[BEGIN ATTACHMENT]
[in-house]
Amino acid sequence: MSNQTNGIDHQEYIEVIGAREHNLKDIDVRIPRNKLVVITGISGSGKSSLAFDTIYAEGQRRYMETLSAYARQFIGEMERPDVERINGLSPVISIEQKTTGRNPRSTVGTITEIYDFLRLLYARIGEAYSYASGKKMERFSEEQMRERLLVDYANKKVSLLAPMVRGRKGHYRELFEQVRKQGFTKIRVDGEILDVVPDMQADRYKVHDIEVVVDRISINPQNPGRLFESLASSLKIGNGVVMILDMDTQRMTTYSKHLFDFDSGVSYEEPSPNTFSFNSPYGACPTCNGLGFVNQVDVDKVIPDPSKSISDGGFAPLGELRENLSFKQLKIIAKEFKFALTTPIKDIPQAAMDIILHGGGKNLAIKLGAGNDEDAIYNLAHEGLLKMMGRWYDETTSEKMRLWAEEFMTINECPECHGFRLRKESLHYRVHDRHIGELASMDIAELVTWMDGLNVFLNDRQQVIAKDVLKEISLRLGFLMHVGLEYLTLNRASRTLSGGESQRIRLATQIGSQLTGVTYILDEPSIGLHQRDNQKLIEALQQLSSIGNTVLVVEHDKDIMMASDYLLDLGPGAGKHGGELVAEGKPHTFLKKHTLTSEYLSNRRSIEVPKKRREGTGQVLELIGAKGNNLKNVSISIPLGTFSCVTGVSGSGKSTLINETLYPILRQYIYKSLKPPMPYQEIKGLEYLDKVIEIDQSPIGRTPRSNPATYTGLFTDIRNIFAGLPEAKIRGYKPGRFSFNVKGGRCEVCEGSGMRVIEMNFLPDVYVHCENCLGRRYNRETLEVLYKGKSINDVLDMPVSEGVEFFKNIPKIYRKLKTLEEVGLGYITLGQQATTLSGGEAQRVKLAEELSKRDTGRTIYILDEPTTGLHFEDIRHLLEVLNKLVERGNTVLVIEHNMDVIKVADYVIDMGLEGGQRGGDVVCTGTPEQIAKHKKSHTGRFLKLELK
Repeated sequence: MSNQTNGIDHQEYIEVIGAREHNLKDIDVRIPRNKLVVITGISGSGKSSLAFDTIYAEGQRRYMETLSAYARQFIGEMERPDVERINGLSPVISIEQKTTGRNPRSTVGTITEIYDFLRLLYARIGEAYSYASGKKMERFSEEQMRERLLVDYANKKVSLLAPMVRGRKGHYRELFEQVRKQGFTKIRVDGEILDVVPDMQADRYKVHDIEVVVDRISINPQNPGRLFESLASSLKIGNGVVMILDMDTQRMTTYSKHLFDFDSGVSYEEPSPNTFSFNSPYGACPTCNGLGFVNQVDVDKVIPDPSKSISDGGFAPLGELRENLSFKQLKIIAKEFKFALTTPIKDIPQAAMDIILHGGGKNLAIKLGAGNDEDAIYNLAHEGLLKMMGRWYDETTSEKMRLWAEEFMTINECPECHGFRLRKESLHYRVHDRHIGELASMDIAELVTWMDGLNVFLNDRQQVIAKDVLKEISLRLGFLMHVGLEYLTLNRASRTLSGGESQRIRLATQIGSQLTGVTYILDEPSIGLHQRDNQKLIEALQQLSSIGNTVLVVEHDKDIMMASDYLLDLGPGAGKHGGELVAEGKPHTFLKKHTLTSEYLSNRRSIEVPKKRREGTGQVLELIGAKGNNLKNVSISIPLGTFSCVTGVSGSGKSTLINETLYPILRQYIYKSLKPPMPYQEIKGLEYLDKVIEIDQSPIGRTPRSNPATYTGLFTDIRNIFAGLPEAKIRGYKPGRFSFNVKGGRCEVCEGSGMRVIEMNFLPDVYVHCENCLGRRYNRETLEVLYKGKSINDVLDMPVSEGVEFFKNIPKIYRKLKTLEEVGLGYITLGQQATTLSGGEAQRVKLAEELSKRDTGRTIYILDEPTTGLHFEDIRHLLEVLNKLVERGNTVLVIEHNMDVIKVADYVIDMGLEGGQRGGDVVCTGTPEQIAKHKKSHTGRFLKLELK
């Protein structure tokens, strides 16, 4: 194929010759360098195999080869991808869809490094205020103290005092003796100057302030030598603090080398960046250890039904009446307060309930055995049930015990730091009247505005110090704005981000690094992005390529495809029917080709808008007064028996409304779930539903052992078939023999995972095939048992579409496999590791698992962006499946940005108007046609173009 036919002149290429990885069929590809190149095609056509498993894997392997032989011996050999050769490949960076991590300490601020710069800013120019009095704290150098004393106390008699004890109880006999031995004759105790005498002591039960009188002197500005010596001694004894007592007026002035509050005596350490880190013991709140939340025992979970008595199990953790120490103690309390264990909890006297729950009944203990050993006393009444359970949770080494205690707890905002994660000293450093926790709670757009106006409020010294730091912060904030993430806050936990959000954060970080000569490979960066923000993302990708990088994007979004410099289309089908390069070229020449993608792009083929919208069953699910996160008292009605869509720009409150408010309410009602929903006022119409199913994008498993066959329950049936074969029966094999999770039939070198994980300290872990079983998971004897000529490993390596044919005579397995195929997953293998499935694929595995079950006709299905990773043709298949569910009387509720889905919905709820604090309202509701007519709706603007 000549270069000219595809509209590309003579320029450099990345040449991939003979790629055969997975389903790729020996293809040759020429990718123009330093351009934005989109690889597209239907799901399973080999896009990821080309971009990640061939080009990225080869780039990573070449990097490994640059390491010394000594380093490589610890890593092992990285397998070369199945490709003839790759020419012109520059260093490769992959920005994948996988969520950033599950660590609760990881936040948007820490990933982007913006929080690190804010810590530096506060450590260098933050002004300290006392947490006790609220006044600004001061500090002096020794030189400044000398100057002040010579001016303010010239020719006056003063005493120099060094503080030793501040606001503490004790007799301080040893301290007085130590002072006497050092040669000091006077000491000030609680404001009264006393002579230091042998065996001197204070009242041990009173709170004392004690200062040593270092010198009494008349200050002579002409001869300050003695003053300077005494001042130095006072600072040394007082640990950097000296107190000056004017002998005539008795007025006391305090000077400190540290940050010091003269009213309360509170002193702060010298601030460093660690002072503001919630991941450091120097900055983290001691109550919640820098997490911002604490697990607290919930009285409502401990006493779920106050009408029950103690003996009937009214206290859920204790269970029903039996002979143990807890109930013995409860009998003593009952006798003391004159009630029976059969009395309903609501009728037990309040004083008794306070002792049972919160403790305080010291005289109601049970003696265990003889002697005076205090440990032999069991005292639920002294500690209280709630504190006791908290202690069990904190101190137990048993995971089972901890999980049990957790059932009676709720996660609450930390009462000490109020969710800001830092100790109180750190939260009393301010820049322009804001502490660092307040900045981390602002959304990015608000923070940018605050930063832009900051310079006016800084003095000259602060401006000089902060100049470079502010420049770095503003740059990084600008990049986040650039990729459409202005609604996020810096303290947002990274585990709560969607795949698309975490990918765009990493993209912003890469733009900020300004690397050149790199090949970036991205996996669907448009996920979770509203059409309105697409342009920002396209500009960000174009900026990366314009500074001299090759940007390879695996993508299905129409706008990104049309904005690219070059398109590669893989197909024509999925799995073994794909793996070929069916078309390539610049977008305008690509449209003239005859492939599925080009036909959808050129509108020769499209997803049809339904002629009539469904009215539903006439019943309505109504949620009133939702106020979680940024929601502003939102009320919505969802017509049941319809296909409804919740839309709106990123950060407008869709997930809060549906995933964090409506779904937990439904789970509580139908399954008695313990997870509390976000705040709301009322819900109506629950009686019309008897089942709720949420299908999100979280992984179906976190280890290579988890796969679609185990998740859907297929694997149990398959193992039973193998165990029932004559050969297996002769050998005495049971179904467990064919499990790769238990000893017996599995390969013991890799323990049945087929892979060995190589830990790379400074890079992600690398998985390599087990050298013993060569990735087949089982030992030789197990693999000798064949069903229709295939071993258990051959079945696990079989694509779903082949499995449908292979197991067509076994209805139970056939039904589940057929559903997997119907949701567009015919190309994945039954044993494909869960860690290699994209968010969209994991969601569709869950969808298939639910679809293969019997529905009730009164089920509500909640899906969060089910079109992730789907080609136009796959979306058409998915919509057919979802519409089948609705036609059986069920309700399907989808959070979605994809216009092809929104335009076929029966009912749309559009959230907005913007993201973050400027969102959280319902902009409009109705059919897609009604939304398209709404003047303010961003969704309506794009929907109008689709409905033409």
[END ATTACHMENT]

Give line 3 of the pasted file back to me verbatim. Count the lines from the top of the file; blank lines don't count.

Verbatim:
Repeated sequence: MSNQTNGIDHQEYIEVIGAREHNLKDIDVRIPRNKLVVITGISGSGKSSLAFDTIYAEGQRRYMETLSAYARQFIGEMERPDVERINGLSPVISIEQKTTGRNPRSTVGTITEIYDFLRLLYARIGEAYSYASGKKMERFSEEQMRERLLVDYANKKVSLLAPMVRGRKGHYRELFEQVRKQGFTKIRVDGEILDVVPDMQADRYKVHDIEVVVDRISINPQNPGRLFESLASSLKIGNGVVMILDMDTQRMTTYSKHLFDFDSGVSYEEPSPNTFSFNSPYGACPTCNGLGFVNQVDVDKVIPDPSKSISDGGFAPLGELRENLSFKQLKIIAKEFKFALTTPIKDIPQAAMDIILHGGGKNLAIKLGAGNDEDAIYNLAHEGLLKMMGRWYDETTSEKMRLWAEEFMTINECPECHGFRLRKESLHYRVHDRHIGELASMDIAELVTWMDGLNVFLNDRQQVIAKDVLKEISLRLGFLMHVGLEYLTLNRASRTLSGGESQRIRLATQIGSQLTGVTYILDEPSIGLHQRDNQKLIEALQQLSSIGNTVLVVEHDKDIMMASDYLLDLGPGAGKHGGELVAEGKPHTFLKKHTLTSEYLSNRRSIEVPKKRREGTGQVLELIGAKGNNLKNVSISIPLGTFSCVTGVSGSGKSTLINETLYPILRQYIYKSLKPPMPYQEIKGLEYLDKVIEIDQSPIGRTPRSNPATYTGLFTDIRNIFAGLPEAKIRGYKPGRFSFNVKGGRCEVCEGSGMRVIEMNFLPDVYVHCENCLGRRYNRETLEVLYKGKSINDVLDMPVSEGVEFFKNIPKIYRKLKTLEEVGLGYITLGQQATTLSGGEAQRVKLAEELSKRDTGRTIYILDEPTTGLHFEDIRHLLEVLNKLVERGNTVLVIEHNMDVIKVADYVIDMGLEGGQRGGDVVCTGTPEQIAKHKKSHTGRFLKLELK